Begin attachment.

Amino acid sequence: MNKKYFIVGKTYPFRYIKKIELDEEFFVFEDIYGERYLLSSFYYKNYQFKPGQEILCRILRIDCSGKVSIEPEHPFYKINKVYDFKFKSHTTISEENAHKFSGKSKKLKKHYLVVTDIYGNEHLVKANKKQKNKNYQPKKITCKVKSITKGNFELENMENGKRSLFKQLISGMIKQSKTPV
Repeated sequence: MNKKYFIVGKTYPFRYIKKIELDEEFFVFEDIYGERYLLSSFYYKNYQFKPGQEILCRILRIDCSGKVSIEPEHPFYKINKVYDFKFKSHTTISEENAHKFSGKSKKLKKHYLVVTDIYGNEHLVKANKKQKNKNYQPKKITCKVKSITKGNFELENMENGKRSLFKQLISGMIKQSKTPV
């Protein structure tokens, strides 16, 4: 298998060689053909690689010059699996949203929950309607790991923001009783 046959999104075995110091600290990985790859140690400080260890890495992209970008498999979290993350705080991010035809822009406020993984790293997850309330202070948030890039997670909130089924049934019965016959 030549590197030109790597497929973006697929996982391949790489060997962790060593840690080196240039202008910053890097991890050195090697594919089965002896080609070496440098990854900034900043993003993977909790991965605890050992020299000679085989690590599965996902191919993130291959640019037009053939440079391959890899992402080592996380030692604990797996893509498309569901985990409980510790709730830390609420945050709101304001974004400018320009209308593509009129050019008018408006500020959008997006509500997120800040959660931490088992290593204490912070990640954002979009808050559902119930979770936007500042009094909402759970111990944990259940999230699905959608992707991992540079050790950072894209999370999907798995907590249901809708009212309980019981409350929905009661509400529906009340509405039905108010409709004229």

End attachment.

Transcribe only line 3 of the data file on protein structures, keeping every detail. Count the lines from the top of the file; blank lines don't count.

């Protein structure tokens, strides 16, 4: 298998060689053909690689010059699996949203929950309607790991923001009783 046959999104075995110091600290990985790859140690400080260890890495992209970008498999979290993350705080991010035809822009406020993984790293997850309330202070948030890039997670909130089924049934019965016959 030549590197030109790597497929973006697929996982391949790489060997962790060593840690080196240039202008910053890097991890050195090697594919089965002896080609070496440098990854900034900043993003993977909790991965605890050992020299000679085989690590599965996902191919993130291959640019037009053939440079391959890899992402080592996380030692604990797996893509498309569901985990409980510790709730830390609420945050709101304001974004400018320009209308593509009129050019008018408006500020959008997006509500997120800040959660931490088992290593204490912070990640954002979009808050559902119930979770936007500042009094909402759970111990944990259940999230699905959608992707991992540079050790950072894209999370999907798995907590249901809708009212309980019981409350929905009661509400529906009340509405039905108010409709004229």